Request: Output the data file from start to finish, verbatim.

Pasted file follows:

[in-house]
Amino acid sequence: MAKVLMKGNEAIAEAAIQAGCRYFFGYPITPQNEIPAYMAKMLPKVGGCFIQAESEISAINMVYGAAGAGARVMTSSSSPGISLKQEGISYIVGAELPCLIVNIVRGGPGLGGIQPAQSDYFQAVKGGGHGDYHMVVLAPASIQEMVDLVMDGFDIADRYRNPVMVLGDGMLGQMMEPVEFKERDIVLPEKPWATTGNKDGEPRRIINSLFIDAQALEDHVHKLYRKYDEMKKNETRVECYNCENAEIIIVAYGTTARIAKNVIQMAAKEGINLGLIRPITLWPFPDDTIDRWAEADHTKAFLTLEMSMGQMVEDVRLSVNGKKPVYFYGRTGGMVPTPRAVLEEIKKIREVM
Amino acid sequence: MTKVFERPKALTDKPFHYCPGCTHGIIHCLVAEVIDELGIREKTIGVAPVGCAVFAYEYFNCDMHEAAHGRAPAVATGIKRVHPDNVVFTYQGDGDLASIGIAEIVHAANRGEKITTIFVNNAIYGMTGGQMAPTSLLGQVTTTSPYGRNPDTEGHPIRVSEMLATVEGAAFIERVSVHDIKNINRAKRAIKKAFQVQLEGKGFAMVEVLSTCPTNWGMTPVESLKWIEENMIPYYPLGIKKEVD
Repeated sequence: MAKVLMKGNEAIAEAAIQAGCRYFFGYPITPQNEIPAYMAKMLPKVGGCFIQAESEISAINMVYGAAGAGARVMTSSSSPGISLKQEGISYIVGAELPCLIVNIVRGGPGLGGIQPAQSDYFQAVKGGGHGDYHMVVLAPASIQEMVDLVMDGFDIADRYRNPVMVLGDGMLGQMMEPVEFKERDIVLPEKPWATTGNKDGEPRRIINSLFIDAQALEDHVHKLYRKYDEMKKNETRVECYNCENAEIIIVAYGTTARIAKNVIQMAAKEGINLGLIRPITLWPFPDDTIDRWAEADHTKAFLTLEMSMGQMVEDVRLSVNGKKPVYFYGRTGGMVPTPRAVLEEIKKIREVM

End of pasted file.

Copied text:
[in-house]
Amino acid sequence: MAKVLMKGNEAIAEAAIQAGCRYFFGYPITPQNEIPAYMAKMLPKVGGCFIQAESEISAINMVYGAAGAGARVMTSSSSPGISLKQEGISYIVGAELPCLIVNIVRGGPGLGGIQPAQSDYFQAVKGGGHGDYHMVVLAPASIQEMVDLVMDGFDIADRYRNPVMVLGDGMLGQMMEPVEFKERDIVLPEKPWATTGNKDGEPRRIINSLFIDAQALEDHVHKLYRKYDEMKKNETRVECYNCENAEIIIVAYGTTARIAKNVIQMAAKEGINLGLIRPITLWPFPDDTIDRWAEADHTKAFLTLEMSMGQMVEDVRLSVNGKKPVYFYGRTGGMVPTPRAVLEEIKKIREVM
Amino acid sequence: MTKVFERPKALTDKPFHYCPGCTHGIIHCLVAEVIDELGIREKTIGVAPVGCAVFAYEYFNCDMHEAAHGRAPAVATGIKRVHPDNVVFTYQGDGDLASIGIAEIVHAANRGEKITTIFVNNAIYGMTGGQMAPTSLLGQVTTTSPYGRNPDTEGHPIRVSEMLATVEGAAFIERVSVHDIKNINRAKRAIKKAFQVQLEGKGFAMVEVLSTCPTNWGMTPVESLKWIEENMIPYYPLGIKKEVD
Repeated sequence: MAKVLMKGNEAIAEAAIQAGCRYFFGYPITPQNEIPAYMAKMLPKVGGCFIQAESEISAINMVYGAAGAGARVMTSSSSPGISLKQEGISYIVGAELPCLIVNIVRGGPGLGGIQPAQSDYFQAVKGGGHGDYHMVVLAPASIQEMVDLVMDGFDIADRYRNPVMVLGDGMLGQMMEPVEFKERDIVLPEKPWATTGNKDGEPRRIINSLFIDAQALEDHVHKLYRKYDEMKKNETRVECYNCENAEIIIVAYGTTARIAKNVIQMAAKEGINLGLIRPITLWPFPDDTIDRWAEADHTKAFLTLEMSMGQMVEDVRLSVNGKKPVYFYGRTGGMVPTPRAVLEEIKKIREVM